Editorial Notes For Switch Art and GamesIssue and the Cracking the MazeGame Patches and Plug-ins as Hacker Art On-line Exhibit
by Anne-Marie Schleiner
Forums of public intersection between computer games and art have surfaced with accelerated frequency over the course of the last year. To briefly chart some of the recent terrain, The Doors of Perception Conference in Amsterdam took place in the fall of 1998 with its focus on Play and included some games by artists, the Synworld conference and exhibit at Public Netbase in Vienna occurred in May of 1999, the Interactive Frictions conference and exhibit met at USC in Los Angeles in June of 1999, the Game Over exhibit was presented at the Institute of Design in Zurich in July and the upcoming online Re: play Panel organized by Eyebeam Atelier and TechBC is scheduled for July and August of 1999. Computer gaming is emerging as the dominant form of media interpolation into shared social apparatuses even at the expense of television and film. As an entertainment form linked to online network data flow, computer gaming is at the present time more open than television ever was to reinvention and rearticulation of its genres and modes of interactivity, sign systems and politics of representation. The time seems ripe for critical intervention from artists and theorists, who follow in the wake of the fervid cultural sabotage and shape shifting of the game fan players and hackers themselves. Equally imperative is an examination of the historical underpinnings of given computer gaming tropes in military and filmic simulation technologies and early computer programming.
The Art and Games issue of Switch and the hosted (nested) exhibit, Cracking the MazeGame Plug-ins and Patches as Hacker Art, offer a variety of perspectives on issues pertaining to computer games and art, gender, game hacking, game interface history, networked game play and opportunities for new modes of game interaction, navigation and narrative. Marsha Kinder describes the extensive research and thought processes that went into the creation of Runaways, a narrative soon to be online role playing game that incorporates the melodrama of real life stories of teenage runaways into the driving narrative structure of the game. Runaways offers teens (and other aged players) from a variety of ethnicities, genders and gender preferences an opportunity to relate to one another in a game environment. Norman Klein and Lev Manovitchs accompanying text to the Freud/Lissitzky Navigator game/artwork traces the genealogy of the Freud/Lissitzky Navigatorwith the device of a historical fiction that reveals convincing linkages between architecture, 20th century theoretical frameworks, the simulation technologies of fantasy theme parks, military simulators , film and computer games. Interestingly, the dualistic character of Freuds and Saussures theoretical mappings seem to echo the secondary signifying systems of simulation technologies in the Freud/Lissitzky Navigator text. At the increasingly fuzzy border between computer games and film, Jason Browns Paranoid Machines: Conspiracy Games and Desire Control in Tron probes the hermeneutic apparatuses of this 1980s game/film. An interview with Vangie Beal of GameGirlz by Switchs co-editor Geri Wittig and Switchs network Quake aficionado Max Hardcore is an expedition into the rough and ready world of female gamers, who dont waste much time on chatting while they are busy fragging their opponents asses. GameGirlz and their associated gaming clans like PMS (Psycho Men Slayers) present a model for how women gamers can network with both female and male players and participate in violent online game play on their own female friendly terms.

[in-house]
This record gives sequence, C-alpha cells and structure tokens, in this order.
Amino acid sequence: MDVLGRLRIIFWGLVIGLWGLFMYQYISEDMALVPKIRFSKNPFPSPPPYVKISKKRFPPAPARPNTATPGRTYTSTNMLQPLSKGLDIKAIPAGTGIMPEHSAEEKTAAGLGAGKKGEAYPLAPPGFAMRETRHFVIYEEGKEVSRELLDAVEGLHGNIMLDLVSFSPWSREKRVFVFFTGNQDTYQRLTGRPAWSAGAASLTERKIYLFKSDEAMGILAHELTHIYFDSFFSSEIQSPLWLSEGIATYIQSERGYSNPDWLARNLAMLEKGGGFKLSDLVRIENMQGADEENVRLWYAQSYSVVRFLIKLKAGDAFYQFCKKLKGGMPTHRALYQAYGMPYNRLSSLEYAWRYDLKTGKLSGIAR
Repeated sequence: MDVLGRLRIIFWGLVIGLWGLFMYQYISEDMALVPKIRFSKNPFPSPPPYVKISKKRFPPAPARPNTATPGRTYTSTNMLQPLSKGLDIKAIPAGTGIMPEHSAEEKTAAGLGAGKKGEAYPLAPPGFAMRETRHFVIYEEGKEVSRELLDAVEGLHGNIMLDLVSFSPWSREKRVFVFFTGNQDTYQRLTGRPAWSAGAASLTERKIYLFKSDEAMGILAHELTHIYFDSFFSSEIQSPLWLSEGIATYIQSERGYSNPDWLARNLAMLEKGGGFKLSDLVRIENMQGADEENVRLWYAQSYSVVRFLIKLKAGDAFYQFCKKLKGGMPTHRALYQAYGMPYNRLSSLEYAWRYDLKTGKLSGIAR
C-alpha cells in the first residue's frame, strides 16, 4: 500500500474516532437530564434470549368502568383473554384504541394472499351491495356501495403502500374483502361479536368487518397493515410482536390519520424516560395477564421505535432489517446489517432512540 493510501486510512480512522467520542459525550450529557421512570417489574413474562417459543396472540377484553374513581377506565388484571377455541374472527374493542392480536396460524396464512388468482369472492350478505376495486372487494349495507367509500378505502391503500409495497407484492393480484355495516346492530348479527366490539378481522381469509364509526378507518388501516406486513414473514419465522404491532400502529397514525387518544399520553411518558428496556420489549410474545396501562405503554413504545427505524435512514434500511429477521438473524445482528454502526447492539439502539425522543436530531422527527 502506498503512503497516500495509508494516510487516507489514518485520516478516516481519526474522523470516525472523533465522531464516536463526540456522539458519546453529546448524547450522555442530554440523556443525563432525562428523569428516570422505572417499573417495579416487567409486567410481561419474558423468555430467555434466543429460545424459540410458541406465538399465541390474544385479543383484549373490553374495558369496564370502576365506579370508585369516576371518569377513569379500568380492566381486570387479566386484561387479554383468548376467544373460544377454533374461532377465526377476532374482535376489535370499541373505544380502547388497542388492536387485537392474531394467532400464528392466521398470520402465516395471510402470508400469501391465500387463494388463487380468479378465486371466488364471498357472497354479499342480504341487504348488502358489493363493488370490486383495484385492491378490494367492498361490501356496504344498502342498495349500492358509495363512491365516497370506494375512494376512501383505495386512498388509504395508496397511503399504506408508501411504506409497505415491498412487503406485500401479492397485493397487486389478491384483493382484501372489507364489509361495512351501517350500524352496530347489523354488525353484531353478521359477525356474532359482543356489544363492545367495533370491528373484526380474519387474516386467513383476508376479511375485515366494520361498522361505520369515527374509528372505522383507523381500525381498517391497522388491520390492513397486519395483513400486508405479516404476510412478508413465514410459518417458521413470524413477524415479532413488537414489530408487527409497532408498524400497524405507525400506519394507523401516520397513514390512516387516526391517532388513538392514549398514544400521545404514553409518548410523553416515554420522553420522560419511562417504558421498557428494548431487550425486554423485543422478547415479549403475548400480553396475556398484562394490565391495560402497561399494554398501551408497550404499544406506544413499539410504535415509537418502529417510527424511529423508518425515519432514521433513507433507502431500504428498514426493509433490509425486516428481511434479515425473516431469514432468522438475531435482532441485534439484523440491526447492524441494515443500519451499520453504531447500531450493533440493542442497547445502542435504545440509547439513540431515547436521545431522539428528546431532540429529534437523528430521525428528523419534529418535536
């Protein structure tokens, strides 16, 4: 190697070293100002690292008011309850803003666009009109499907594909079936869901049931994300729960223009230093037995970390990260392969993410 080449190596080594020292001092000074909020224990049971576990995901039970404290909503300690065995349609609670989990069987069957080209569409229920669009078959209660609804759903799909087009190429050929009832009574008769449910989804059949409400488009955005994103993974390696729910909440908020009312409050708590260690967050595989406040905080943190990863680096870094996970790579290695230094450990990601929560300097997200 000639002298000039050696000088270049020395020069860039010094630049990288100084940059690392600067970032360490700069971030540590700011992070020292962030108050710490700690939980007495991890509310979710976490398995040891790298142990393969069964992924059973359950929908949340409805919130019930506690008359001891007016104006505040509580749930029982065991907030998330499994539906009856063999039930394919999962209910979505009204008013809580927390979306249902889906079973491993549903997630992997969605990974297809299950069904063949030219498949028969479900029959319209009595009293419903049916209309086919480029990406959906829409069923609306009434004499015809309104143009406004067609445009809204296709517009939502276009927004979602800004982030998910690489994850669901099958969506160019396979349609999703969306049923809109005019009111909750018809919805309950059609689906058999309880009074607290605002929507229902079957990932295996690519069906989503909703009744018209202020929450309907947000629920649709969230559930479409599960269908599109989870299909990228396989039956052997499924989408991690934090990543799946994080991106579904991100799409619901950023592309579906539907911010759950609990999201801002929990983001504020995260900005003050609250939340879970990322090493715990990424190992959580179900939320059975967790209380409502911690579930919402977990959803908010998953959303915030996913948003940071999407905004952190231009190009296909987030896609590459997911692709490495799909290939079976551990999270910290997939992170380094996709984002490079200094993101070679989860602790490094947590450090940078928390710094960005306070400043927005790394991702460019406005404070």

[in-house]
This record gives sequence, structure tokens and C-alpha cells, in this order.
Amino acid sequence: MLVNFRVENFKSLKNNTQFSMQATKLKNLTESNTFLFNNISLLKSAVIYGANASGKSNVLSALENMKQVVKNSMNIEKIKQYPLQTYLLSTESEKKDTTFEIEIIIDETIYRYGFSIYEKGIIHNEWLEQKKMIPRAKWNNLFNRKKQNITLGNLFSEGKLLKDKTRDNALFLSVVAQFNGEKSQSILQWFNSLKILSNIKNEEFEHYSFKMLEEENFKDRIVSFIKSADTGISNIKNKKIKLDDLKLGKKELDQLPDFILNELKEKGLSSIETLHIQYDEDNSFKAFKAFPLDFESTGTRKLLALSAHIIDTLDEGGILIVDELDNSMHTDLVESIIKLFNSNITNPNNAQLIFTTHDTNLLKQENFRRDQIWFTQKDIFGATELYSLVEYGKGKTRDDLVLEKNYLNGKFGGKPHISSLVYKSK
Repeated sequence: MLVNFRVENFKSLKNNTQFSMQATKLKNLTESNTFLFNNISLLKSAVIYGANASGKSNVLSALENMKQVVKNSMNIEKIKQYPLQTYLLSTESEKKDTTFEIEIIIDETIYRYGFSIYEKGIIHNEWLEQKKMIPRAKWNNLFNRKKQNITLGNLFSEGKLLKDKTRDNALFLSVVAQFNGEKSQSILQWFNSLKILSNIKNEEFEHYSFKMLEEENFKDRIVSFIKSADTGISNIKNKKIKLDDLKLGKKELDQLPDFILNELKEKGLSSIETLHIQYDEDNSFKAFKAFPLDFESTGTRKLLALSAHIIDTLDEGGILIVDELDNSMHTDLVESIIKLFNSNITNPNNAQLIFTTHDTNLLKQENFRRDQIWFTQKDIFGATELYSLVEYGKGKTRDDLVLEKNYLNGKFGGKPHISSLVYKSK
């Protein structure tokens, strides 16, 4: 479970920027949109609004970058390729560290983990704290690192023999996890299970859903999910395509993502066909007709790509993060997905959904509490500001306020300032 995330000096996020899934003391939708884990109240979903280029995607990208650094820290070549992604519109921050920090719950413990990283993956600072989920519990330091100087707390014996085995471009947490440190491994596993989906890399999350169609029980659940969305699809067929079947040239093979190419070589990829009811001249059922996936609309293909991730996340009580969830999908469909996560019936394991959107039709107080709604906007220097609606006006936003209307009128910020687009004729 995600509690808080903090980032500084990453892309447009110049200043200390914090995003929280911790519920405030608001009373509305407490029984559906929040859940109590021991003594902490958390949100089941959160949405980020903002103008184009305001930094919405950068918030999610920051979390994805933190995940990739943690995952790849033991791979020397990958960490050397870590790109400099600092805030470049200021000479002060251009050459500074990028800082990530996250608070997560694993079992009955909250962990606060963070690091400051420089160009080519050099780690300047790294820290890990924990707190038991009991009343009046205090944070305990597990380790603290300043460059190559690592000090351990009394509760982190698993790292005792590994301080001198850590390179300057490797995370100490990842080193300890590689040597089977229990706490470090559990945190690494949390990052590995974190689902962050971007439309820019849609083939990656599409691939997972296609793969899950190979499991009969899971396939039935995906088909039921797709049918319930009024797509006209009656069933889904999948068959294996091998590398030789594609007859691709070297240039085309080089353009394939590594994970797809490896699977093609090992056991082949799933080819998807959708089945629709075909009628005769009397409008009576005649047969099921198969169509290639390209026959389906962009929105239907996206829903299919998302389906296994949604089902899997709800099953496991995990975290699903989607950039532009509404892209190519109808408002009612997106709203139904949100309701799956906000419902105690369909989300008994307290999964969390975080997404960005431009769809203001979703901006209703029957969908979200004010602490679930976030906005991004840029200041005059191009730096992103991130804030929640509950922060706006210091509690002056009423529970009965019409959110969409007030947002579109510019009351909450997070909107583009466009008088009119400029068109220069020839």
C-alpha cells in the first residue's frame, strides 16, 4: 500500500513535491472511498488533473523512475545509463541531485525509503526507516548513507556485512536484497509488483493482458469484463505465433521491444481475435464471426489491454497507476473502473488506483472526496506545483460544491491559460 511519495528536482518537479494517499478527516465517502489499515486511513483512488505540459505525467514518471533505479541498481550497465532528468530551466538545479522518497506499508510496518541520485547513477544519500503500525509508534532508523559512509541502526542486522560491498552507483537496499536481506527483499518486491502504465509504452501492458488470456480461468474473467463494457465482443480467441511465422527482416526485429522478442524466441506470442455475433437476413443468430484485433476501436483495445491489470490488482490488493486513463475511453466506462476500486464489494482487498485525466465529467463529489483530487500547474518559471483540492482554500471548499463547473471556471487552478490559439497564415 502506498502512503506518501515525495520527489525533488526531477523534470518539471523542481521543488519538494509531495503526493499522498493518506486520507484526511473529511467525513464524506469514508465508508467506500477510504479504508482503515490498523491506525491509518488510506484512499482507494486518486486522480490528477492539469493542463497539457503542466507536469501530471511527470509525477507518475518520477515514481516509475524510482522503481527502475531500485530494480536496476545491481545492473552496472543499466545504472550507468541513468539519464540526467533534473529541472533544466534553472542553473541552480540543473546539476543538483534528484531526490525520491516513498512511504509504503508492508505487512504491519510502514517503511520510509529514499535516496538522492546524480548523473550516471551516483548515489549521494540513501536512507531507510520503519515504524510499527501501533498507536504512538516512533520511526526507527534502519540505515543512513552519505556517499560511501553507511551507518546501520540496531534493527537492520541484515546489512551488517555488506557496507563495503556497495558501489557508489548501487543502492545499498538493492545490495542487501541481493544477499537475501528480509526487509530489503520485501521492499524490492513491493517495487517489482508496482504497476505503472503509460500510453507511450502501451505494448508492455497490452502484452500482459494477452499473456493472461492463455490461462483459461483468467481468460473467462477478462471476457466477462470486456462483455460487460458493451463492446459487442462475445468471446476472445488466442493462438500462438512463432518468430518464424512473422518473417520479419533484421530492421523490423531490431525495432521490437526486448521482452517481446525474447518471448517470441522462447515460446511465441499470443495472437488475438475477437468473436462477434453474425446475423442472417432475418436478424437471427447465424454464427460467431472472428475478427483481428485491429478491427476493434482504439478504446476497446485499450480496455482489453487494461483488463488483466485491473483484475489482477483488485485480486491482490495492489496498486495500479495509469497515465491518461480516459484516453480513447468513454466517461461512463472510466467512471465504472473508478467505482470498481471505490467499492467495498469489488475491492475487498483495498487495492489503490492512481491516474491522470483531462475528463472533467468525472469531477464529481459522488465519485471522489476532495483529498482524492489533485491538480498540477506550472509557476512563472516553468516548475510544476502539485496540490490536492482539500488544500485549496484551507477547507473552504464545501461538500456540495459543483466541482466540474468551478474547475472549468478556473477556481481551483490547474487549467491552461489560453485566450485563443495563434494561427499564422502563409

In the Cracking the Maze online exhibit, besides my own curatorial statement, are two articles which pertain more specifically to game patch art by Erkki Huhtamo and Laura Trippi. Game patches, (or game add-ons, mods, levels, maps or wads), refer to alterations of preexisting game source code in terms of graphics, game characters, architecture, sound and game play. Game patching in the 1990s has evolved into a kind of popular hacker art form with numerous shareware editors available on the Internet for modifying most games. In Game PatchSon of Scratch? Erkki Huhtamo contextualizes computer game alterations within the historical framework of the 1980s subversive media art interventions of the British scratch video artists, whose re-edited, re-dubbings of broadcast television constituted an ironic critique of mainstream broadcast television. Similarly, game patch artists often subvert prevailing gaming genres and character stereotypes, although Erkki Huhtamo is careful to delineate how the parameters of the computer game industry differ from the one-way character of broadcast television. The game patches included in the Cracking the Maze exhibit are both patches created by game patch artists who circulate their patches through online gaming venues and by artists from outside of the usual game culture enclaves. >From Josephine Starrs and Leon Cmielewskis Bio-Tek Kitchen killer vegetable patch for the Marathon game engine to jodis abstracted black and white hack of Wolfenstein 3-D, all fourteen game patches represent a provocative array of literal and cultural hacks of prevailing game interface and spatial semiotics, of game scenarios and environments, of game character identity and gender configurations, and of gaming modes of interactivity. Cracking the Maze initiates a discourse at the point of intersection between the hacker, the avid gamer, the artist and the cultural interventionist. Situating itself within the network arena of game fan homepages which offer shareware game patches along with gaming news, cheats and guides, Cracking the Maze is a solely online network art exhibit with all of the patches available for download or network viewing from the Cracking the Maze site.